While the United States struggles to accommodate the tide of migrants seeking opportunities and a better life north of the border, some migrants are seeking opportunities even further north.
Upwards of 1,400 workers could travel to British Columbia, Canada, from Mexico this year to work in the province’s orchards, berry fields, and greenhouses under the federally sponsored Seasonal Agricultural Worker Program. When the program started in British Columbia in 2004, just 47 workers participated.
Developed in 1966 to bring Caribbean workers to Ontario, the program employed over 18,000 foreign workers last year. Of these, almost two-thirds—11,720—came from Mexico.
Migrants are increasingly needed in Canada, where Glen Lucas of the B.C. Fruit Growers’ Association said it’s increasingly difficult to entice an urban population to harvest fruit. While hundreds of students from Quebec are willing to travel across the country each summer to harvest cherries, by the time apples are ready for picking workers are hard to find.
Typically, the Okanagan Valley requires about 3,300 seasonal workers to harvest and sort cherries each summer, and to pick apples. Workers who sort cherries are paid at least Can.$9 an hour (Can.$1 more than minimum wage), Lucas said, while most growers are paying apple harvesters Can.$17 to $21 a bin (or about Can.$10 an hour). A Canadian dollar is equivalent to about U.S.$0.90.
But orchard work is physically demanding, and as other sectors of the B.C. economy have taken off, pickers have gone for the better-paying jobs available.
“Five years ago, we had an adequate number of workers here, and just in the last five years, we started getting shortages,” Lucas said. “Quebec workers are our first choice, but when you’re short, you need the security of being able to harvest your crop.”
Mexicans are filling the gap.
In 2005, 36 migrants worked at three orchards in the Okanagan. Lucas believes that number could triple, perhaps rising even as high as 200 as new growers sign on with the B.C. program.
That’s despite the fact the program comes at a premium to growers, who incur higher labor costs than if they were employing domestic help.
For example, students from Quebec each summer can make do with a tent for accommodation, but farms that hire migrants are obliged to provide housing that meets government standards and meal facilities, as well as transportation to and from job sites.
While employers can charge some of the added costs to the worker, accommodation and other employer-supplied benefits can add upwards of Can.$3 to the base wage of Can.$8.60 an hour.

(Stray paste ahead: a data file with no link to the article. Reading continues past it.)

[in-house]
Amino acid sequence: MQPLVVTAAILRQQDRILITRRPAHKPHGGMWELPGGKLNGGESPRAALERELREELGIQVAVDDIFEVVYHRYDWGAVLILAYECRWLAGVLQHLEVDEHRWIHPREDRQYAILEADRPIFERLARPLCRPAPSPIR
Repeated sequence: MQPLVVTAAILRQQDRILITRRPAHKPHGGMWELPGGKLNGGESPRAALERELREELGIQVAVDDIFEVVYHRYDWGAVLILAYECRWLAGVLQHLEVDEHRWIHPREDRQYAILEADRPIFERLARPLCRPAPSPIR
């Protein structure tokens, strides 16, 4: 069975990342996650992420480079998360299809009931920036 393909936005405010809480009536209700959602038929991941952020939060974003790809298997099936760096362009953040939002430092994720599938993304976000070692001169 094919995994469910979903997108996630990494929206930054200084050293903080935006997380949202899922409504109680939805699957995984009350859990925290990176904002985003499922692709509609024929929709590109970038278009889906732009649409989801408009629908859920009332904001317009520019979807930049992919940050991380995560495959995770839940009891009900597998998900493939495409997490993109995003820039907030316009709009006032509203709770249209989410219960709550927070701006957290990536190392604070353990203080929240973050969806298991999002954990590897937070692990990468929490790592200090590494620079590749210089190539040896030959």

Still, Osoyoos cherry grower Ranbir Kambo, a director of the B.C. program, believes the cost is worthwhile. The pay attracts workers willing and able to do the work, yet is more affordable than trying to match wages of between Can.$9.50 and $18 an hour that vineyards are offering.
The program isn’t without problems, but Kambo said these are being addressed. For example, last year a grower in Oliver refused to pay return airfare for his workers; he isn’t participating this year. In the Lower Mainland, a grower providing inadequate housing prompted the adoption of guidelines for housing as well as inspections.
But workers’ advocates such as Adriana Paz of the B.C. chapter of Justicia for Migrant Workers, said guest-worker status puts workers at an ongoing disadvantage.
“[Growers] require migrant labor because they face trouble trying to find a local population,” she said. “[But] if you are bringing workers who are going to help you raise your level of productivity, it’s not free. The other side of the coin is you also have to take care of them as human beings.”
Lucas acknowledges this but notes that Canada’s guest-worker program is an attractive alternative to crossing illegally into the United States.
“The worker knows that if he comes up and works on a temporary visa, he gets to go home and see his family,” Lucas said. If all goes well, the worker is then able to return to Canada the following season.
Since the program also specifies agricultural employment, Lucas said there’s little fear in Canada that guest workers will move from harvesting into other forms of work, as often happens in the United States.
“It’s a critical difference,” he said.